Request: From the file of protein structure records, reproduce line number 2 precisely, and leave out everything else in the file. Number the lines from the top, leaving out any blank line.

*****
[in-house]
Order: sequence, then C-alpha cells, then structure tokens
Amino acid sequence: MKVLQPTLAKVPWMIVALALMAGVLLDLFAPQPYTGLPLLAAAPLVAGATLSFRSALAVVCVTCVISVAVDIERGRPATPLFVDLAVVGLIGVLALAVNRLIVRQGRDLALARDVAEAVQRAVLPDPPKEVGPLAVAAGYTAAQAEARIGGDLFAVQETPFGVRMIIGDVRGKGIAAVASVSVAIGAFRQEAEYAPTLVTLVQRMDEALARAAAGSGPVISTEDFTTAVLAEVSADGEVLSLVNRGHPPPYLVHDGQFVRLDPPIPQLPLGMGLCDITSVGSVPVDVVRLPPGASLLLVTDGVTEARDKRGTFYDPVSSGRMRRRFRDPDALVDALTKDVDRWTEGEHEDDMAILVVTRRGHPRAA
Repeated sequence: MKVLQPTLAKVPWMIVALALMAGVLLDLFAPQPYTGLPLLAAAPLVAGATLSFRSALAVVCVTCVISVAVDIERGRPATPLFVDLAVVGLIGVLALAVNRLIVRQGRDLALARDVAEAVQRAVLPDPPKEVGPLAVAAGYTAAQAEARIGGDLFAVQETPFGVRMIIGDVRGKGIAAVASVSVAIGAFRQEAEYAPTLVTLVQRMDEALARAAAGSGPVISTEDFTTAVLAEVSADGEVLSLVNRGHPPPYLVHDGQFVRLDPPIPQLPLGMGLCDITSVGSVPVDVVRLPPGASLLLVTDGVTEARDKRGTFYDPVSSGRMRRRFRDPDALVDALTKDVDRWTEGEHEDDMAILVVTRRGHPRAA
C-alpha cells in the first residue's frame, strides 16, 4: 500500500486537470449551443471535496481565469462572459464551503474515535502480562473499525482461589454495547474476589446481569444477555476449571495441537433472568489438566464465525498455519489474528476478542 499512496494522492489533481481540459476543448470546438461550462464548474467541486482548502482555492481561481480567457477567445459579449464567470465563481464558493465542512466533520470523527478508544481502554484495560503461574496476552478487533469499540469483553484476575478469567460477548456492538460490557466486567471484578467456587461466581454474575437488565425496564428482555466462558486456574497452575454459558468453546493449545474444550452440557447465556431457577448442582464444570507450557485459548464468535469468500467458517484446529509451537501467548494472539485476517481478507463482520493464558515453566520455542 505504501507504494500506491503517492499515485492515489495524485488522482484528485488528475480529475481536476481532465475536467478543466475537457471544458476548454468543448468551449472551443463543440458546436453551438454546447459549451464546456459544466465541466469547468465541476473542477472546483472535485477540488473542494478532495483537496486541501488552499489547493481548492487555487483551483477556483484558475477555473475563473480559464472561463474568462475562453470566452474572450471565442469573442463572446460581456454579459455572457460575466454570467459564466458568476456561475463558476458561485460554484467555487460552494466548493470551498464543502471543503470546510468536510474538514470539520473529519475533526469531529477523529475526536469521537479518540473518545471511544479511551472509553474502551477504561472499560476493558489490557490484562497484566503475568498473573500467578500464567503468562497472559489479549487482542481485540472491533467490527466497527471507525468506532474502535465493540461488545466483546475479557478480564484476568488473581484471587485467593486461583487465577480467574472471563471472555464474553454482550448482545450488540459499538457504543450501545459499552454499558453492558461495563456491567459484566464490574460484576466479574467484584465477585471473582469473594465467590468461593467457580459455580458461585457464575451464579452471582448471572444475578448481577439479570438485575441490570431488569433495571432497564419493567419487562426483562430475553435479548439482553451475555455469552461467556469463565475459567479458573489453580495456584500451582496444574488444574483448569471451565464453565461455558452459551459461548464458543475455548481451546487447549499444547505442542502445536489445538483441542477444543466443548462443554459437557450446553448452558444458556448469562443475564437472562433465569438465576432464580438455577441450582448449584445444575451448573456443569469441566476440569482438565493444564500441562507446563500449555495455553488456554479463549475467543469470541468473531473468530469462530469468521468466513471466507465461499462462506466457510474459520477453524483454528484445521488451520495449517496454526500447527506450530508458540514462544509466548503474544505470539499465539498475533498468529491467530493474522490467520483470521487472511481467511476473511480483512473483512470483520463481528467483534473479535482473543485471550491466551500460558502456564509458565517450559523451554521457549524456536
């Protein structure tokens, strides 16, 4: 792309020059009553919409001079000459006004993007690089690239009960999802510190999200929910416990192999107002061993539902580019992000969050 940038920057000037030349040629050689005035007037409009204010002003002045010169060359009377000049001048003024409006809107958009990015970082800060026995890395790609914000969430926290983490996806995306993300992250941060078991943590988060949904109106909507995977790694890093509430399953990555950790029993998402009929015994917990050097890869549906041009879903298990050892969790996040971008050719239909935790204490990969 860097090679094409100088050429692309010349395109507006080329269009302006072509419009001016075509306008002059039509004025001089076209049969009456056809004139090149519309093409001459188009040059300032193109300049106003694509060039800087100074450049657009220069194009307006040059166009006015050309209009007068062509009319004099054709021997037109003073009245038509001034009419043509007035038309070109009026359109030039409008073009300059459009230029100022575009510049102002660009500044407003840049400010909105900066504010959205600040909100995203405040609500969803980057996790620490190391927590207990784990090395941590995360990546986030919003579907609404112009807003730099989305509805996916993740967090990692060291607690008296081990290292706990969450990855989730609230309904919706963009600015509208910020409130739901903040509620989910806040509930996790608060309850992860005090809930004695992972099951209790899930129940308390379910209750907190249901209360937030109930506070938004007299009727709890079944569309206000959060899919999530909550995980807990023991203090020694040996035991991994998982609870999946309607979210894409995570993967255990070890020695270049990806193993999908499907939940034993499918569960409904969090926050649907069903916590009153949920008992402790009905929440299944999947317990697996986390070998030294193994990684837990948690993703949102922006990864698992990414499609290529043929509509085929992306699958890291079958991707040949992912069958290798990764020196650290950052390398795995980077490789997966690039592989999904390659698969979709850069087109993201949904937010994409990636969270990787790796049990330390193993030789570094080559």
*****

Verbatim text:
Order: sequence, then C-alpha cells, then structure tokens